After reviewing the applicable titling statutes and relevant case law, the Nantz Court concluded that "when the proper legal documents are transferred from the dealer to the buyer, the responsibility for insurance coverage on the part of the dealer ceases." Id. at 38-39, citing Potts v. Draper, Ky., 864 S.W.2d 896 (1993) and Cowles v. Rogers, Ky.App., 762 S.W.2d 414 (1988). Additionally, Nantz states:
Our decision in Potts determined that Kentucky's titling statutes are clear and unambiguous that "the owner of a motor vehicle is the title holder" in the absence of a valid conditional sale. . . . We further emphasized the public policy of this state, as expressed in KRS 304.39-010(1), to keep uninsured motorists off Kentucky's roads.
Id. at 38.
Both the trial court and the Court of Appeals correctly determined that, under Nantz, J.D. Byrider was the owner of the Acura for insurance purposes because it retained the title to the vehicle. But apparently both courts failed to take into account the revision made to KRS 186A.220 by the General Assembly in 1994.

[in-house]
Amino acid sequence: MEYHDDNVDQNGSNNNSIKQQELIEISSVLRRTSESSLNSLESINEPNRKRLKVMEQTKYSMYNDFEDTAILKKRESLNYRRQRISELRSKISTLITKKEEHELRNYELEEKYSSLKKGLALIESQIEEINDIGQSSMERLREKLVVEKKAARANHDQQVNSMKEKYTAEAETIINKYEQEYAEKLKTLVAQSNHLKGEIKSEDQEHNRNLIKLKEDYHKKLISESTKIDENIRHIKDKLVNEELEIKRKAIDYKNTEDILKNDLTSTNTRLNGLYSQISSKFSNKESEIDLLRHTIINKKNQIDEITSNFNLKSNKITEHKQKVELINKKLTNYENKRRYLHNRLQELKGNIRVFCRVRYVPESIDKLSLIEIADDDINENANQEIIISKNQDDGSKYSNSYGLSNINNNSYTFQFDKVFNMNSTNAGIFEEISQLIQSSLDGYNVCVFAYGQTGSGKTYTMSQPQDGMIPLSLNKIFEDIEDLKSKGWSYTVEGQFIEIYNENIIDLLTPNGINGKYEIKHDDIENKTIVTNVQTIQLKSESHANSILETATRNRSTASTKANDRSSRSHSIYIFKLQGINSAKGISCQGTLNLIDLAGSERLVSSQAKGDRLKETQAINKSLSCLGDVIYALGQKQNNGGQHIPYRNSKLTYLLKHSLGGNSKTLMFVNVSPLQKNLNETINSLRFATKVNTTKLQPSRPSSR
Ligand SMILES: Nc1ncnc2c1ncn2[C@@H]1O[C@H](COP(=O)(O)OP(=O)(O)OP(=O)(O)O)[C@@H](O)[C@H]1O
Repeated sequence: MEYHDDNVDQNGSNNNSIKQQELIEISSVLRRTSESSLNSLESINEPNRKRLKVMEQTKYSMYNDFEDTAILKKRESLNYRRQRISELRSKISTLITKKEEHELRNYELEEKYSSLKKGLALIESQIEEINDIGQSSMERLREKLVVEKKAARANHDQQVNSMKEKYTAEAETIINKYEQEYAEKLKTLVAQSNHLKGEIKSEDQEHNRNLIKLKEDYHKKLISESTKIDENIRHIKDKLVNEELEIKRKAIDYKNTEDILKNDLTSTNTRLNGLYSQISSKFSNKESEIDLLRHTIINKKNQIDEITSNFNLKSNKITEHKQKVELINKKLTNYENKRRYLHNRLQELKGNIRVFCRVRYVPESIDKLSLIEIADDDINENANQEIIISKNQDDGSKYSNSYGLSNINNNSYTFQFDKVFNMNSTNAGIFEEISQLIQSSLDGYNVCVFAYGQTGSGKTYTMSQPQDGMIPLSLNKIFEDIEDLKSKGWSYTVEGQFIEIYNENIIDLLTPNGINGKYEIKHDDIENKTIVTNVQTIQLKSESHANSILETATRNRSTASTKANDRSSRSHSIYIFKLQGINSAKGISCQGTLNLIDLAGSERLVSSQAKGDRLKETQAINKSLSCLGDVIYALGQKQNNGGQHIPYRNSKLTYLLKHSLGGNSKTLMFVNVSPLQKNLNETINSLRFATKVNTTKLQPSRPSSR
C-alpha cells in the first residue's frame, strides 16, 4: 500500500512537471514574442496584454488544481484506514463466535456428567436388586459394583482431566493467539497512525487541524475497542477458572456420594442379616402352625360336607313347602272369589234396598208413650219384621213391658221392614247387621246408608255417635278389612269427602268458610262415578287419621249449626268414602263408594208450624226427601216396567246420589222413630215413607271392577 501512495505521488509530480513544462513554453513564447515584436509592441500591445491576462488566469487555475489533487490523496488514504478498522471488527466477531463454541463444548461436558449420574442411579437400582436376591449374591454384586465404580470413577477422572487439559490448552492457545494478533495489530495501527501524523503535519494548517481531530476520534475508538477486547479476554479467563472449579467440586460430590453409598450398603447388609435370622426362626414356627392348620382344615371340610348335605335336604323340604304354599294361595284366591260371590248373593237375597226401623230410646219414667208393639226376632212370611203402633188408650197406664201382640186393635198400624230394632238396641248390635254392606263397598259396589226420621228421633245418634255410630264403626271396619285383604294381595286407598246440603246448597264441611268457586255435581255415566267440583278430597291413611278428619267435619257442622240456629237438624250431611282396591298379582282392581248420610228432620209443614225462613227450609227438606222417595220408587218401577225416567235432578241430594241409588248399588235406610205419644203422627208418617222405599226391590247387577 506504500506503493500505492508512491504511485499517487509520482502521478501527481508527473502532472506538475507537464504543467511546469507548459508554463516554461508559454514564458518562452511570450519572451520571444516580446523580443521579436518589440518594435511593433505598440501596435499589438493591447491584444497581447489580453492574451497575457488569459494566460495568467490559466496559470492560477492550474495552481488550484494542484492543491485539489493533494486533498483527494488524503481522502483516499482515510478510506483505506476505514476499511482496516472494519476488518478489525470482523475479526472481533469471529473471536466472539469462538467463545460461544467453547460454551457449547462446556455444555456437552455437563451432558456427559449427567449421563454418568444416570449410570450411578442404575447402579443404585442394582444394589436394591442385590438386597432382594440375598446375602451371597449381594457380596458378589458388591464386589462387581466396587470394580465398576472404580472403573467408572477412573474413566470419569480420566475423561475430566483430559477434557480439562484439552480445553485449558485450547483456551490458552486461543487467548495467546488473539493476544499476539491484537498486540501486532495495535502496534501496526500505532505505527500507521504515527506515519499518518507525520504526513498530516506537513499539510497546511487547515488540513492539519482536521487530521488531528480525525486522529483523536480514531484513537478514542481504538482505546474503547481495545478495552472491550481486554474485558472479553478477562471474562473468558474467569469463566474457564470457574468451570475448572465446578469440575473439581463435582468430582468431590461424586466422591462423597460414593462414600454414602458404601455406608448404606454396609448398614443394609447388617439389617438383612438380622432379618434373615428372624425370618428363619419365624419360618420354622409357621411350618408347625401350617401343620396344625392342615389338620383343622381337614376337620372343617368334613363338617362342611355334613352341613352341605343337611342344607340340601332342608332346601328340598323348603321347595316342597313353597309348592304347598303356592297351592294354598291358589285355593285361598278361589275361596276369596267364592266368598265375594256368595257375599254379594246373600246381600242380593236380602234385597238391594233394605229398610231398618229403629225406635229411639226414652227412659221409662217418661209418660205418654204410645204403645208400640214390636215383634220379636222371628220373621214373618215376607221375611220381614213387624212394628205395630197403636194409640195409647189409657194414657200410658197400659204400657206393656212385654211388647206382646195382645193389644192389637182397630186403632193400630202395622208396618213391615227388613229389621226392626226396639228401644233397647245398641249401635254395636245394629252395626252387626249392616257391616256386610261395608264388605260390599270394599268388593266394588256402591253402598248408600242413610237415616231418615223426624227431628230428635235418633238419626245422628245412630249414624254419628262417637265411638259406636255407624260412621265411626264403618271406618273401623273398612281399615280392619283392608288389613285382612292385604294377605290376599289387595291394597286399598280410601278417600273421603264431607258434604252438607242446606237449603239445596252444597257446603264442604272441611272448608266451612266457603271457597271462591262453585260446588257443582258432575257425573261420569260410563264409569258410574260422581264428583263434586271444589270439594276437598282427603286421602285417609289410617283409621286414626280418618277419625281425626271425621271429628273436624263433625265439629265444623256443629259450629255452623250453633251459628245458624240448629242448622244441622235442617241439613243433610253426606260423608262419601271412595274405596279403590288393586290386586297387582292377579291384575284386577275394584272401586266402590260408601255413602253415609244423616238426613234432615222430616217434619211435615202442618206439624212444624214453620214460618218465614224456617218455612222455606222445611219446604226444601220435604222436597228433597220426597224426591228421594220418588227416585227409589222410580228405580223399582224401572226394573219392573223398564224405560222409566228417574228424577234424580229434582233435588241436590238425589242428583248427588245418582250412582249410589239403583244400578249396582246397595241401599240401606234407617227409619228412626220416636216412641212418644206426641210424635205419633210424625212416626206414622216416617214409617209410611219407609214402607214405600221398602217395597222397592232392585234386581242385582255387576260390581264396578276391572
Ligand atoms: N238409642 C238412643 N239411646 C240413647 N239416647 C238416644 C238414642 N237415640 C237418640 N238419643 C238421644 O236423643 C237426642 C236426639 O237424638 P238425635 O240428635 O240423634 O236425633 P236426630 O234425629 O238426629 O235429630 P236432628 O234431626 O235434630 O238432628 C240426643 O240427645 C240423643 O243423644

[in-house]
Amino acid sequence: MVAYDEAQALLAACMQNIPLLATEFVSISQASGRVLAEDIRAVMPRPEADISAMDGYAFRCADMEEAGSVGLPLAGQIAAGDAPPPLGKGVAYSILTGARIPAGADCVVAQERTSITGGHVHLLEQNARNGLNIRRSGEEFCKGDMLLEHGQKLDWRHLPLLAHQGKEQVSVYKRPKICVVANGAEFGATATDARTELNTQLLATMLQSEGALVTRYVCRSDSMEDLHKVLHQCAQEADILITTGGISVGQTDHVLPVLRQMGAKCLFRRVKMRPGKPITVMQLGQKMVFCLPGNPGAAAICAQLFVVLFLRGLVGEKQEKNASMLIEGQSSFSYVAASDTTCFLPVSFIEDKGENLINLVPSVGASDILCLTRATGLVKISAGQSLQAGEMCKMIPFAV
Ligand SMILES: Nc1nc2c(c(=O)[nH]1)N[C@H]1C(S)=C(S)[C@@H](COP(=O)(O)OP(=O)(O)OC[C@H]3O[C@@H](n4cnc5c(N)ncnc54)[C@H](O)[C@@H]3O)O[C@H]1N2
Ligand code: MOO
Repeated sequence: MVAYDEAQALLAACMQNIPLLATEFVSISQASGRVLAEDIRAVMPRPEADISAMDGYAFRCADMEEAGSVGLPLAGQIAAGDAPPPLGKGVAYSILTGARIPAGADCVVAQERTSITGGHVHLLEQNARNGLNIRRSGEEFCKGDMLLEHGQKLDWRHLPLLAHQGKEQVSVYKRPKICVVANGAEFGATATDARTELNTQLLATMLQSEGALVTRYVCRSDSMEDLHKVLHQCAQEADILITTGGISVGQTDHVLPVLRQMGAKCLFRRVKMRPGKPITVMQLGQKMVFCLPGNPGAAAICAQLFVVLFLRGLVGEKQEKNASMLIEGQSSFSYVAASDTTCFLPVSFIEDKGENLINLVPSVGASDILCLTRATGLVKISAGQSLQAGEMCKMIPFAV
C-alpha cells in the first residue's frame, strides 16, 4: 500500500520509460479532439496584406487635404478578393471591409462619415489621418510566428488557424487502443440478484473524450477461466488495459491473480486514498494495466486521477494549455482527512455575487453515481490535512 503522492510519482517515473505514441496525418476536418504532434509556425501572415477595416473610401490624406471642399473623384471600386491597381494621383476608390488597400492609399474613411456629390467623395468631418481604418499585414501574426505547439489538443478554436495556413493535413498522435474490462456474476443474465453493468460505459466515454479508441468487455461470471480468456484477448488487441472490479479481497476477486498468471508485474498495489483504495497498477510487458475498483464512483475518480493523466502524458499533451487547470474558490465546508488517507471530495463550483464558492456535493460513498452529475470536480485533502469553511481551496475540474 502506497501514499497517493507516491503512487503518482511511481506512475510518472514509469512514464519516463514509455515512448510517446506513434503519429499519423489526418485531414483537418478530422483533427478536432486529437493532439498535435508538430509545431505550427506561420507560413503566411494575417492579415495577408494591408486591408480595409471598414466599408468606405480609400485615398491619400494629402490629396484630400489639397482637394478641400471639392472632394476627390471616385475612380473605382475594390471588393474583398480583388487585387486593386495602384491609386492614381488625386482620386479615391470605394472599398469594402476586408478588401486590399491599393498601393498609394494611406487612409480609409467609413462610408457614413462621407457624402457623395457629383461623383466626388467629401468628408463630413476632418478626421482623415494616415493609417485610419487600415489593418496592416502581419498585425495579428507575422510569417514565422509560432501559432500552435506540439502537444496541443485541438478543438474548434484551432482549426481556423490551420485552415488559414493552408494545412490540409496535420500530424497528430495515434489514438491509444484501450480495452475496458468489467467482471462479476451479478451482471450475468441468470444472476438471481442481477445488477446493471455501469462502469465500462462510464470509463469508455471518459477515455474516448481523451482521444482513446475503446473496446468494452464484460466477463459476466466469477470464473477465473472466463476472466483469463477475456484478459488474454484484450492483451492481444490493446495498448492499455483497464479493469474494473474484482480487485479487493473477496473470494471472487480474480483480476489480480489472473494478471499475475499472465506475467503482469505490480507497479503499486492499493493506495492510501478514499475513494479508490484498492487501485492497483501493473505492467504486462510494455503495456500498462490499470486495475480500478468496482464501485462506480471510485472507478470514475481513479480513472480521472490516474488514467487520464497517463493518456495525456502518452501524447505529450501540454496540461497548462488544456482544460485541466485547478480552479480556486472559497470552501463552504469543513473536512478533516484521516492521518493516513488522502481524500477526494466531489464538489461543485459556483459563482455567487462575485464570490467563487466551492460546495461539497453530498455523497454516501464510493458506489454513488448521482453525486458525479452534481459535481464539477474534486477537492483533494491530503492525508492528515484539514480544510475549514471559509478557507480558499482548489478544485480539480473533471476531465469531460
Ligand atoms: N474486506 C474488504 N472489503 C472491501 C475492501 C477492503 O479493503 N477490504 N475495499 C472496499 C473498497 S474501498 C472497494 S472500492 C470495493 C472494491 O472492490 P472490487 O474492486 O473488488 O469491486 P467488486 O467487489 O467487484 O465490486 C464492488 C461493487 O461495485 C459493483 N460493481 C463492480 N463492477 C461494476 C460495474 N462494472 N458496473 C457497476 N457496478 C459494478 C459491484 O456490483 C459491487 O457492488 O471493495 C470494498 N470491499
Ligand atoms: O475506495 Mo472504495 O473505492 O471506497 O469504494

When he assigns the vehicle to a purchaser for use, he shall deliver the properly assigned certificate of title, and a properly executed vehicle transaction record, to such purchaser, who shall make application for registration and a certificate of title thereon. The dealer may, with the consent of the purchaser, deliver the assigned certificate of title, and the executed vehicle transaction record of a new or used vehicle, directly to the county clerk, and on behalf of the purchaser, make application for registration and a certificate of title. In so doing, the dealer shall require from the purchaser proof of insurance as mandated by KRS 304.39-080 before delivering possession of the vehicle. Notwithstanding the provisions of KRS 186.020, 186A.065, 186A.095, 186A.215, and 186A.300, if a dealer elects to deliver the title documents to the county clerk and has not received a clear certificate of title from a prior owner, the dealer shall retain the documents in his possession until the certificate of title is obtained.